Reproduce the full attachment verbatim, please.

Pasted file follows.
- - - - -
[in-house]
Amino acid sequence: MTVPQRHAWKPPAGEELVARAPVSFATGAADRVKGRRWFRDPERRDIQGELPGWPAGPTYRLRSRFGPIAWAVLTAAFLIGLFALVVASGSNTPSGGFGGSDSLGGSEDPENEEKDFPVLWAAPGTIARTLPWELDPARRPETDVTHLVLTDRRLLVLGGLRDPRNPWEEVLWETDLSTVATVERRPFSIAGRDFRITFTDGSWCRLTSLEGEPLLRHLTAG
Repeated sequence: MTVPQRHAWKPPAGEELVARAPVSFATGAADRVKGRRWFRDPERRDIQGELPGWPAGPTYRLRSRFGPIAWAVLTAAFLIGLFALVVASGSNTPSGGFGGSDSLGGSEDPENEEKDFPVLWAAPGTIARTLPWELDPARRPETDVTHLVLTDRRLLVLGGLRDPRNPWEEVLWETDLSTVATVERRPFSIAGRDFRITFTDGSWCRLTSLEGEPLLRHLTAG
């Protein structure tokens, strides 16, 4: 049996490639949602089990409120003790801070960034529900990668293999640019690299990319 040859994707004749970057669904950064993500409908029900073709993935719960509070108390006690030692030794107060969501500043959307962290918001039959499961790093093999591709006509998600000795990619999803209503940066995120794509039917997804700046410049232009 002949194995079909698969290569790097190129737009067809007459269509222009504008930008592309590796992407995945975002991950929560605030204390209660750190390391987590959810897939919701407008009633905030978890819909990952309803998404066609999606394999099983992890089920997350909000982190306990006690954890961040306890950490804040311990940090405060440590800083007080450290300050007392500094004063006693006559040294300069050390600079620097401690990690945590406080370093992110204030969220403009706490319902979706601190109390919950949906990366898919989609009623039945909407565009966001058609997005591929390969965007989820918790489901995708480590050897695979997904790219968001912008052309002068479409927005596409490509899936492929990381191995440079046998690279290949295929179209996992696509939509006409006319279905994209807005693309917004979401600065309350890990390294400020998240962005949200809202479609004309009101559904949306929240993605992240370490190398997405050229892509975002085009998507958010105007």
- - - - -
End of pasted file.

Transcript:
[in-house]
Amino acid sequence: MTVPQRHAWKPPAGEELVARAPVSFATGAADRVKGRRWFRDPERRDIQGELPGWPAGPTYRLRSRFGPIAWAVLTAAFLIGLFALVVASGSNTPSGGFGGSDSLGGSEDPENEEKDFPVLWAAPGTIARTLPWELDPARRPETDVTHLVLTDRRLLVLGGLRDPRNPWEEVLWETDLSTVATVERRPFSIAGRDFRITFTDGSWCRLTSLEGEPLLRHLTAG
Repeated sequence: MTVPQRHAWKPPAGEELVARAPVSFATGAADRVKGRRWFRDPERRDIQGELPGWPAGPTYRLRSRFGPIAWAVLTAAFLIGLFALVVASGSNTPSGGFGGSDSLGGSEDPENEEKDFPVLWAAPGTIARTLPWELDPARRPETDVTHLVLTDRRLLVLGGLRDPRNPWEEVLWETDLSTVATVERRPFSIAGRDFRITFTDGSWCRLTSLEGEPLLRHLTAG
């Protein structure tokens, strides 16, 4: 049996490639949602089990409120003790801070960034529900990668293999640019690299990319 040859994707004749970057669904950064993500409908029900073709993935719960509070108390006690030692030794107060969501500043959307962290918001039959499961790093093999591709006509998600000795990619999803209503940066995120794509039917997804700046410049232009 002949194995079909698969290569790097190129737009067809007459269509222009504008930008592309590796992407995945975002991950929560605030204390209660750190390391987590959810897939919701407008009633905030978890819909990952309803998404066609999606394999099983992890089920997350909000982190306990006690954890961040306890950490804040311990940090405060440590800083007080450290300050007392500094004063006693006559040294300069050390600079620097401690990690945590406080370093992110204030969220403009706490319902979706601190109390919950949906990366898919989609009623039945909407565009966001058609997005591929390969965007989820918790489901995708480590050897695979997904790219968001912008052309002068479409927005596409490509899936492929990381191995440079046998690279290949295929179209996992696509939509006409006319279905994209807005693309917004979401600065309350890990390294400020998240962005949200809202479609004309009101559904949306929240993605992240370490190398997405050229892509975002085009998507958010105007």